Shared Folders

Shared folders allow you to have a medium that spans both file systems, allowing you to share files between the two environments. This resource offers a lot more detail in the different methods: https://www.virtualbox.org/manual/ch04.html#sharedfolders. I will go over how to set this up quickly in the setup detailed here.

The following will install the Linux headers required for VirtualBox shared folders:

sudo apt-get install build-essential linux-headers-`uname –r`

Then go to the Devices tab of the VirtualBox menu and click Insert Guest Additions CD image....

Now we need to mount the cdrom and run the script:

sudo mount /dev/cdrom /media/cdrom
sudo /media/cdrom/VBoxLinuxAdditions.run

Figure out what Windows folder you want to share, and share it by going to VirtualBox guest Machine :: Settings :: Shared Folders and add it with the options Auto-mount and Make Permanent. When you're done, do a sudo reboot.

The shared folders are automatically added and exist in /media/sf_*.

You must be in the vboxsf group to work with those files. Use this command to add a user testuser to that group:

sudo usermod -aG vboxsf testuser
sudo reboot
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    Hi Greg, thank you for your detailed instructions! You were very clear and everything worked for me! Now I've played a bit with the terminal commands I can't find where my Download file (am told the path should be /home/user/Downloads) is located. There is only one file under my user name which I created following your mkdir command. I am trying to download sublime text as my main text editor and write code in there and without knowing where my download file is I can not tell if I've downloaded sublime correctly, please help me. Thank you sir :D – Johnny Chan Nov 5 '16 at 13:31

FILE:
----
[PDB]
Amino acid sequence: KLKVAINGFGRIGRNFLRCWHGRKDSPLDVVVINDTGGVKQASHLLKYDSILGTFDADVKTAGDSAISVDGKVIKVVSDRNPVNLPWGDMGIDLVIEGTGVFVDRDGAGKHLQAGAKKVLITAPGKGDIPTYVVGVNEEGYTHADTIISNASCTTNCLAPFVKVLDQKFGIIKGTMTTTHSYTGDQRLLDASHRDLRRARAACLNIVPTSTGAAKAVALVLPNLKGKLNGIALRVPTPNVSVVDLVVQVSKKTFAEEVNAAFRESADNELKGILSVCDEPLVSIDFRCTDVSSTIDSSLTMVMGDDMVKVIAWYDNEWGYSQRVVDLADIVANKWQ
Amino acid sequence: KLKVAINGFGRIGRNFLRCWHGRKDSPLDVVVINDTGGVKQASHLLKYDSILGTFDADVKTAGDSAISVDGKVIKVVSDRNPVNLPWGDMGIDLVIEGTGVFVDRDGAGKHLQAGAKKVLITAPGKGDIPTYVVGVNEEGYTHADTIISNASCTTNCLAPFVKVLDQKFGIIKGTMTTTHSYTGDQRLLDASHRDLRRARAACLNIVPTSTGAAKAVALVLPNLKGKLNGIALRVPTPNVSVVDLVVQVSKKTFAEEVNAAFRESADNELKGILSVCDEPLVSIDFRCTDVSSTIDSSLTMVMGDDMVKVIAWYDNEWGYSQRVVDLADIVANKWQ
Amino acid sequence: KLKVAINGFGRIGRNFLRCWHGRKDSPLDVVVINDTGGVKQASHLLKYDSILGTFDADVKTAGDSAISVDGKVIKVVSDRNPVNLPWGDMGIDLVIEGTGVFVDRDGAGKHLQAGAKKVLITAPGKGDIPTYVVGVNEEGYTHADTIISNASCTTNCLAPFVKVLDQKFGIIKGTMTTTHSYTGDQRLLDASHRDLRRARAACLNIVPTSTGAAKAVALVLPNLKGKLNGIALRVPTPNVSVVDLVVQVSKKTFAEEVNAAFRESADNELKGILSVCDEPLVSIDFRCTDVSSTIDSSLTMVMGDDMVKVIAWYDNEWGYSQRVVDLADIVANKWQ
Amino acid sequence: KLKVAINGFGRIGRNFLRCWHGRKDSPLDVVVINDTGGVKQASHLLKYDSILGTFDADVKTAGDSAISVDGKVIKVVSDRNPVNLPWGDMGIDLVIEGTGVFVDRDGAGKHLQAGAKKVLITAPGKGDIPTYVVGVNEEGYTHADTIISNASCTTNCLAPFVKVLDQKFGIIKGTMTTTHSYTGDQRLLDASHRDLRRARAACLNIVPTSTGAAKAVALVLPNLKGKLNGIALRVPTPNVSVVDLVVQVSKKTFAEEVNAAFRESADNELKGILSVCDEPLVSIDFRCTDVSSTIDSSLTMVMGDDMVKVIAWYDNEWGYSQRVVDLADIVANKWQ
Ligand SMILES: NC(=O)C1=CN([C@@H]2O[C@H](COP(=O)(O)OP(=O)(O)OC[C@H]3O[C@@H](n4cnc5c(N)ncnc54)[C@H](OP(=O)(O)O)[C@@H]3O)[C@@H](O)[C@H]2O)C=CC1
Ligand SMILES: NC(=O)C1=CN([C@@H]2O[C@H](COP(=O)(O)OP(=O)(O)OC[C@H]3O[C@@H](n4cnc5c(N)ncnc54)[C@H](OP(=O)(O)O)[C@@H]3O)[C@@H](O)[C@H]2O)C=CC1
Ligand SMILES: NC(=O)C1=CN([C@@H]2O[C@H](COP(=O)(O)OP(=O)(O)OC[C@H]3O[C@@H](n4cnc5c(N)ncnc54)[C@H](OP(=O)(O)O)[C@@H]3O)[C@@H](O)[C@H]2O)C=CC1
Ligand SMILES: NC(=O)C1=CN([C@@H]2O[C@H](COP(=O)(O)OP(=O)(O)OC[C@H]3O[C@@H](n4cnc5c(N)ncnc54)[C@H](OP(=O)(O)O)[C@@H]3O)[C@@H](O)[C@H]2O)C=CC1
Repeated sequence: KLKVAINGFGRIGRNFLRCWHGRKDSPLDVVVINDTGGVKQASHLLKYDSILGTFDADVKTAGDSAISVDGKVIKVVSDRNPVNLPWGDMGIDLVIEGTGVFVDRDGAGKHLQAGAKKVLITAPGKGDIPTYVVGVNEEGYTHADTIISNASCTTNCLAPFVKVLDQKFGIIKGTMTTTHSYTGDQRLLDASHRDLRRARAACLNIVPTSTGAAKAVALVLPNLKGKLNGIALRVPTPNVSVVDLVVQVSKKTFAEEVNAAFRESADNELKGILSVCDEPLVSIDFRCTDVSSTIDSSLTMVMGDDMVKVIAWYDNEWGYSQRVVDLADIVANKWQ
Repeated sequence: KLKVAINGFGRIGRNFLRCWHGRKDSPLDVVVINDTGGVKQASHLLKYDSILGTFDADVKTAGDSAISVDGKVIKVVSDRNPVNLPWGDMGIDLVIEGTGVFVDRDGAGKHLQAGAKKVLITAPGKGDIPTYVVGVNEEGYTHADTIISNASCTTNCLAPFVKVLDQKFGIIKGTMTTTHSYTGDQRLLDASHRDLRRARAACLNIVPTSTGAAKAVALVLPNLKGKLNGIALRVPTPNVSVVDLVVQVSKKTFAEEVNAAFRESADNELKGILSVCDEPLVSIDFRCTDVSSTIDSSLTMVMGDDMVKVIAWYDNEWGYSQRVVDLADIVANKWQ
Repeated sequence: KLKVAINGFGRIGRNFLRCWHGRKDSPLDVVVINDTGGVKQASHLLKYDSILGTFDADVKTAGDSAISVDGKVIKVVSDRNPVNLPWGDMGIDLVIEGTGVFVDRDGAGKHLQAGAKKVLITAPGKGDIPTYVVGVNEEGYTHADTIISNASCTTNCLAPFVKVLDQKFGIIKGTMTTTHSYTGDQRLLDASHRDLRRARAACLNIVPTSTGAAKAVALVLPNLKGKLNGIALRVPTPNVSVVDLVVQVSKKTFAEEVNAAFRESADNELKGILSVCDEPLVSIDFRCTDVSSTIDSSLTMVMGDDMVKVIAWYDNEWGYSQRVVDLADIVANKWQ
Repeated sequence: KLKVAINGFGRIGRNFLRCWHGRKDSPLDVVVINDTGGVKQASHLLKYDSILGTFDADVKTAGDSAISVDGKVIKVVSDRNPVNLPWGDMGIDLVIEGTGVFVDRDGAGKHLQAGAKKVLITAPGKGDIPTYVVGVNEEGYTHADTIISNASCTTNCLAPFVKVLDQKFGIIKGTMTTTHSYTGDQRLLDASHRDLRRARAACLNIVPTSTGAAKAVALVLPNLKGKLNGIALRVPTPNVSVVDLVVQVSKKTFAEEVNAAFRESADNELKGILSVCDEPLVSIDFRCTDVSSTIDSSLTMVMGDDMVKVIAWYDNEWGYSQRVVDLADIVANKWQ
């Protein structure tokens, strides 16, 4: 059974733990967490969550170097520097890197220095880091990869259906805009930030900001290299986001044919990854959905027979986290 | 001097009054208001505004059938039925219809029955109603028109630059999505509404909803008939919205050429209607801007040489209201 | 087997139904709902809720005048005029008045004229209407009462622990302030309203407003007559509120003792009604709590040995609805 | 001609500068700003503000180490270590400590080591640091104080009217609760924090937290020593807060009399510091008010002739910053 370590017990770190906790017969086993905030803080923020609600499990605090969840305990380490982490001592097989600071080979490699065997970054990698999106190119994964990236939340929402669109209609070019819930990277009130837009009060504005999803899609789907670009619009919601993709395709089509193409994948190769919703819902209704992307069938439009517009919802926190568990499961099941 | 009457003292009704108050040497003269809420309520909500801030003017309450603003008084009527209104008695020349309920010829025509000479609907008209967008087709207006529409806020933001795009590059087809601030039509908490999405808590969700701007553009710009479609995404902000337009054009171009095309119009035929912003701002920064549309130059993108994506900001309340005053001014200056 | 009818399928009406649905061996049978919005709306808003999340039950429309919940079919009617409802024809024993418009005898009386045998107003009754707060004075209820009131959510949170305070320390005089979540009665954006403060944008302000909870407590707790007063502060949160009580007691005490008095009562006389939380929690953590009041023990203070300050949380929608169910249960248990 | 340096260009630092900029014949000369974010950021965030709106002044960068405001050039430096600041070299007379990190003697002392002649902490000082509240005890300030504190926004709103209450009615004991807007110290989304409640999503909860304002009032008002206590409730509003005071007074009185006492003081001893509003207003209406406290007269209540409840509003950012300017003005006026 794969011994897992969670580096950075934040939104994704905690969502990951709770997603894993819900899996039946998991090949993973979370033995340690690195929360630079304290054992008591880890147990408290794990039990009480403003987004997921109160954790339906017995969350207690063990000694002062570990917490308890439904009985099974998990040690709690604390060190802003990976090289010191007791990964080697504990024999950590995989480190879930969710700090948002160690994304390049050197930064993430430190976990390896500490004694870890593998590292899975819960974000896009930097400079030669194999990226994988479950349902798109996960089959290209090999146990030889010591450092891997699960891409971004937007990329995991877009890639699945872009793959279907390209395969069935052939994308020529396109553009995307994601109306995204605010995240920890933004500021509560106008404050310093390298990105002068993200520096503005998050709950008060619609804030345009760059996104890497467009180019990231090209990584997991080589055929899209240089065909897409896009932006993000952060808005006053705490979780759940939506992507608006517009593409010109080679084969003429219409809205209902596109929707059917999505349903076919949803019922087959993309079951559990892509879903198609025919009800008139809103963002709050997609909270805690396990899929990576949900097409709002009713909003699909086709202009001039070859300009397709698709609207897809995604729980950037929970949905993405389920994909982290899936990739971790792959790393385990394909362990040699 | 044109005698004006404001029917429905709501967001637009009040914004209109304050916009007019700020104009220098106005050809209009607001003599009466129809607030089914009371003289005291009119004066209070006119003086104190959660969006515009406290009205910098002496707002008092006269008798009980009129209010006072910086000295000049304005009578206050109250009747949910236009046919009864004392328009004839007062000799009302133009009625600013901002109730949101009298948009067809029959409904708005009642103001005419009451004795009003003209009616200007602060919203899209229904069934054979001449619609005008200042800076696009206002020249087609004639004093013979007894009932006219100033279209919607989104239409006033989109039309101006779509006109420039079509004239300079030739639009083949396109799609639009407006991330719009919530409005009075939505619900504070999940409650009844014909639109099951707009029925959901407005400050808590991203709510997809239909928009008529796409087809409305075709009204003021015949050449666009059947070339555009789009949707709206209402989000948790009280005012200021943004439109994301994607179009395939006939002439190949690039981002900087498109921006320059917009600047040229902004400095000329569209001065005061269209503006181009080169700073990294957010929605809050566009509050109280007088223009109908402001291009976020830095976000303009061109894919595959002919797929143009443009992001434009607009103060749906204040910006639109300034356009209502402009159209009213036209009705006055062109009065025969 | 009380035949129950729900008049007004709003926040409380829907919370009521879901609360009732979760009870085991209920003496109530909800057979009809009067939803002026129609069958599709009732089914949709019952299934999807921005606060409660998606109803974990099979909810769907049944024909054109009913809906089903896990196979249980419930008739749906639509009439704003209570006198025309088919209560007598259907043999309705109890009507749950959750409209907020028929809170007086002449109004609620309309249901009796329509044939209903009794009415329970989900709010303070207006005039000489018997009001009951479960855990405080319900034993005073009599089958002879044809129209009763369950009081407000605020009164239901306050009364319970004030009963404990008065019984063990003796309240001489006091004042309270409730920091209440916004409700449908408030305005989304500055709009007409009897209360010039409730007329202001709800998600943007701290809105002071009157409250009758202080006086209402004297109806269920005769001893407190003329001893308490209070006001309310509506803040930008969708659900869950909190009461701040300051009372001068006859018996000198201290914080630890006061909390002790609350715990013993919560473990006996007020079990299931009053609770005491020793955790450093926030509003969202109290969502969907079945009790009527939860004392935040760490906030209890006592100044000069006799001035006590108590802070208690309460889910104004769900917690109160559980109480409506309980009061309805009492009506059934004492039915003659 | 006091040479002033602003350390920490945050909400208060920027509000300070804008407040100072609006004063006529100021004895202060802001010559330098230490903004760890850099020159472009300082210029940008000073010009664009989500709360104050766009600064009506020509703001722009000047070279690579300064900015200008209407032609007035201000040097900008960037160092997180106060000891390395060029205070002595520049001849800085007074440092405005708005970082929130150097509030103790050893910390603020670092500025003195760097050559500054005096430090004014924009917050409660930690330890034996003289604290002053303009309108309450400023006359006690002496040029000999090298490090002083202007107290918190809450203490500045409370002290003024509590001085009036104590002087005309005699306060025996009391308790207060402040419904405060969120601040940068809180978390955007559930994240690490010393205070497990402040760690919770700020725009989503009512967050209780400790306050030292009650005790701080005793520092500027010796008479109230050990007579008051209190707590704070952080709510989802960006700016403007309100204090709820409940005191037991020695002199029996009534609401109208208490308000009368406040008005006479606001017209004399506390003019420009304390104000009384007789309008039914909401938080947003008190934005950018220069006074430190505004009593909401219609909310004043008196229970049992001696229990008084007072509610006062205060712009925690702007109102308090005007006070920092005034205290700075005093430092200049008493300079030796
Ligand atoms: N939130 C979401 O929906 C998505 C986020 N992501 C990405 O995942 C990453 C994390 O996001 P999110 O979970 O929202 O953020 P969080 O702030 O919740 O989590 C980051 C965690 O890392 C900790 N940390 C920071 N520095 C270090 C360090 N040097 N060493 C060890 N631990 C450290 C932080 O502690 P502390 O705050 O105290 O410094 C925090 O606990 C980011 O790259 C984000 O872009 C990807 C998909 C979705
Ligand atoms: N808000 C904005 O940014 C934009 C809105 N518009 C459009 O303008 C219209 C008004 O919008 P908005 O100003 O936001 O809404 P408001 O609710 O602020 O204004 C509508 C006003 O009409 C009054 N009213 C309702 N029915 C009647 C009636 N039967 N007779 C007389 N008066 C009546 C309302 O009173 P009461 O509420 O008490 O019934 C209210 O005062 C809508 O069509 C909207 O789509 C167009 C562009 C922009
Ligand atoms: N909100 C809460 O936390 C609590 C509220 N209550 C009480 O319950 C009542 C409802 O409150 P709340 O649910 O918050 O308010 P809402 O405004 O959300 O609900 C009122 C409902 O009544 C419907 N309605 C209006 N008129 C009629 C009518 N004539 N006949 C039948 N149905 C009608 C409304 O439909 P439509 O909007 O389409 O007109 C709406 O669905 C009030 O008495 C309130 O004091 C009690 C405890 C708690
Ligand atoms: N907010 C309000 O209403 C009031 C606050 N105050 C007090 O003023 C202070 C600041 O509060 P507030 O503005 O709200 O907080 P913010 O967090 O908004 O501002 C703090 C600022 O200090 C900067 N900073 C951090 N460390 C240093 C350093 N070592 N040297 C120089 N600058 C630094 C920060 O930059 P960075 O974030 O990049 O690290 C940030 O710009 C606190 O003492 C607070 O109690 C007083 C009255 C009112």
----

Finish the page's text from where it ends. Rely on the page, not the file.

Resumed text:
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    Hi Johnny, because that Linux environment is inside a virtual machine, you don't have any single access methods that span both file systems. To get that, you'll need to use VirtualBox to share a folder between your Windows environment and your Linux virtual environment. There are tutorials, but later I will do this in Ubuntu and post an update with a step-by-step. If you find a tutorial and get it to work before I get to it, feel free to contribute to the community by posting a comment or editing (if you're allowed to) by answer. – Greg Schmit Nov 5 '16 at 22:21
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    And by the way, I told you to use Ubuntu server because it is a command-line interface which you should get used to working in. However, if you want to know what a Linux graphical interface looks like, feel free to download Ubuntu desktop and install that into yet another VM and run it to get that experience. – Greg Schmit Nov 5 '16 at 22:23
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    And finally, SSH is another great way to access resources on Linux/Unix servers, and I will add those instructions later. – Greg Schmit Nov 5 '16 at 22:24
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    Johnny, Sublime has an SFTP plugin that you can use to remotely edit files and you should use that. So you would run Sublime in your Windows environment and edit your Linux files remotely. This first answer to this question is a good place to start: stackoverflow.com/questions/15958056/…. Then you can make changes, save them, and then jump back to your Linux environment to compile/test them using make, valgrind, etc. – Greg Schmit Nov 5 '16 at 23:12